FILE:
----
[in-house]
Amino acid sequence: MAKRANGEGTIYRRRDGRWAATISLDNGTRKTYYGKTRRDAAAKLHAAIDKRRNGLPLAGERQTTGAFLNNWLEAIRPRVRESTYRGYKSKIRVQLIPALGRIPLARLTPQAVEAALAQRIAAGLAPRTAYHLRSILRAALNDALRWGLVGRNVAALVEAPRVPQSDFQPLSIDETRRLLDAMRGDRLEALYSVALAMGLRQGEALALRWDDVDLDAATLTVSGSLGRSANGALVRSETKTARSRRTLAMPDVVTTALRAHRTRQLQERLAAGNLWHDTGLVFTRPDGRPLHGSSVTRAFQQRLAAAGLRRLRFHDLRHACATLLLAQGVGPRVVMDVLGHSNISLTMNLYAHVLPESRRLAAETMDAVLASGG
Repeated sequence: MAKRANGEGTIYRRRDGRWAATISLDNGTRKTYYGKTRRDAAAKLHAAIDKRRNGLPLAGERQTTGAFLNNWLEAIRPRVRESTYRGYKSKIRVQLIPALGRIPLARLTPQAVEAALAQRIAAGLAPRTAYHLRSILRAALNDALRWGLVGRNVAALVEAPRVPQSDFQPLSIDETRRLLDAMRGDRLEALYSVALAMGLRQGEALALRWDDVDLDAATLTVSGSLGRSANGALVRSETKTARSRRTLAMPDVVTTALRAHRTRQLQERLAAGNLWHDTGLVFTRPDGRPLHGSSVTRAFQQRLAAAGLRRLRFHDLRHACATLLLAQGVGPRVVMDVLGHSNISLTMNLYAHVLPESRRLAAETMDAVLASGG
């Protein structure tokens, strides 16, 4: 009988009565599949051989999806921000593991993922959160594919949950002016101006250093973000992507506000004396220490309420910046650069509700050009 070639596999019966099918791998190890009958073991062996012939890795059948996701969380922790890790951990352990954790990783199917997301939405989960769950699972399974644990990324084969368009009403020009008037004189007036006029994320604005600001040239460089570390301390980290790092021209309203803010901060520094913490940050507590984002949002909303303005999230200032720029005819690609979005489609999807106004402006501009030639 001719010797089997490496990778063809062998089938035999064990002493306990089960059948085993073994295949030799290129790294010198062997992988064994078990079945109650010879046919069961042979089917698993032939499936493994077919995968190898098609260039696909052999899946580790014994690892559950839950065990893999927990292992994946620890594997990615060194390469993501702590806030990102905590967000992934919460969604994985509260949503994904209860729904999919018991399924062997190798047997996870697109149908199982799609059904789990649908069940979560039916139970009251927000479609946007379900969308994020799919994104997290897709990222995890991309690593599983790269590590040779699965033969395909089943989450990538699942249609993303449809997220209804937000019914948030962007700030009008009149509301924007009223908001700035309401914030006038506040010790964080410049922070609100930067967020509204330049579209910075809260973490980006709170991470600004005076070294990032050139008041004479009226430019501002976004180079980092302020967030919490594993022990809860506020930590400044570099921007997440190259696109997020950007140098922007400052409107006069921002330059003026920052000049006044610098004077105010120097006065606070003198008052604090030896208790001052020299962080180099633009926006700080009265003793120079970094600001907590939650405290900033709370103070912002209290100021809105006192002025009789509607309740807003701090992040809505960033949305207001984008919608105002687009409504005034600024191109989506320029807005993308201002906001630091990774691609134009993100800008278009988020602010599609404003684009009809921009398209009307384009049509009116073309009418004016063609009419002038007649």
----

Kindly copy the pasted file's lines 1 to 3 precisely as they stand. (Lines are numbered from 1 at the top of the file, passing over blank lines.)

[in-house]
Amino acid sequence: MAKRANGEGTIYRRRDGRWAATISLDNGTRKTYYGKTRRDAAAKLHAAIDKRRNGLPLAGERQTTGAFLNNWLEAIRPRVRESTYRGYKSKIRVQLIPALGRIPLARLTPQAVEAALAQRIAAGLAPRTAYHLRSILRAALNDALRWGLVGRNVAALVEAPRVPQSDFQPLSIDETRRLLDAMRGDRLEALYSVALAMGLRQGEALALRWDDVDLDAATLTVSGSLGRSANGALVRSETKTARSRRTLAMPDVVTTALRAHRTRQLQERLAAGNLWHDTGLVFTRPDGRPLHGSSVTRAFQQRLAAAGLRRLRFHDLRHACATLLLAQGVGPRVVMDVLGHSNISLTMNLYAHVLPESRRLAAETMDAVLASGG
Repeated sequence: MAKRANGEGTIYRRRDGRWAATISLDNGTRKTYYGKTRRDAAAKLHAAIDKRRNGLPLAGERQTTGAFLNNWLEAIRPRVRESTYRGYKSKIRVQLIPALGRIPLARLTPQAVEAALAQRIAAGLAPRTAYHLRSILRAALNDALRWGLVGRNVAALVEAPRVPQSDFQPLSIDETRRLLDAMRGDRLEALYSVALAMGLRQGEALALRWDDVDLDAATLTVSGSLGRSANGALVRSETKTARSRRTLAMPDVVTTALRAHRTRQLQERLAAGNLWHDTGLVFTRPDGRPLHGSSVTRAFQQRLAAAGLRRLRFHDLRHACATLLLAQGVGPRVVMDVLGHSNISLTMNLYAHVLPESRRLAAETMDAVLASGG